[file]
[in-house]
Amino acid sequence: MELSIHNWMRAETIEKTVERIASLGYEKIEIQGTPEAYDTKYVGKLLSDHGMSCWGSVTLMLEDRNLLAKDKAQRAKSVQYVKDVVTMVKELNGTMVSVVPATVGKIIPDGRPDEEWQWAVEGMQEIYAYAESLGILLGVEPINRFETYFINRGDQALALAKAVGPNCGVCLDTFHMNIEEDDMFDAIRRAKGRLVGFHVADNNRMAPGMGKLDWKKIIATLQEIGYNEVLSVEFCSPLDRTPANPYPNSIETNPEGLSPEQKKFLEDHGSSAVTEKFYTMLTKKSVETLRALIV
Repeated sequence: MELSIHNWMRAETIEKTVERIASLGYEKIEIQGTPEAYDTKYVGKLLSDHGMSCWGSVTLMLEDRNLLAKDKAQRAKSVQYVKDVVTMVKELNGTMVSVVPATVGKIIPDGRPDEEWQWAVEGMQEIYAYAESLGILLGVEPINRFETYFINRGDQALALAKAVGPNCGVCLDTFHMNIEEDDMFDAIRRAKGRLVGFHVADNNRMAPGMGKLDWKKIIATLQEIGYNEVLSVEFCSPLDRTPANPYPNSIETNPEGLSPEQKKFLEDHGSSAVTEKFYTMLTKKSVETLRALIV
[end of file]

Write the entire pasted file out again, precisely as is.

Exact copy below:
[in-house]
Amino acid sequence: MELSIHNWMRAETIEKTVERIASLGYEKIEIQGTPEAYDTKYVGKLLSDHGMSCWGSVTLMLEDRNLLAKDKAQRAKSVQYVKDVVTMVKELNGTMVSVVPATVGKIIPDGRPDEEWQWAVEGMQEIYAYAESLGILLGVEPINRFETYFINRGDQALALAKAVGPNCGVCLDTFHMNIEEDDMFDAIRRAKGRLVGFHVADNNRMAPGMGKLDWKKIIATLQEIGYNEVLSVEFCSPLDRTPANPYPNSIETNPEGLSPEQKKFLEDHGSSAVTEKFYTMLTKKSVETLRALIV
Repeated sequence: MELSIHNWMRAETIEKTVERIASLGYEKIEIQGTPEAYDTKYVGKLLSDHGMSCWGSVTLMLEDRNLLAKDKAQRAKSVQYVKDVVTMVKELNGTMVSVVPATVGKIIPDGRPDEEWQWAVEGMQEIYAYAESLGILLGVEPINRFETYFINRGDQALALAKAVGPNCGVCLDTFHMNIEEDDMFDAIRRAKGRLVGFHVADNNRMAPGMGKLDWKKIIATLQEIGYNEVLSVEFCSPLDRTPANPYPNSIETNPEGLSPEQKKFLEDHGSSAVTEKFYTMLTKKSVETLRALIV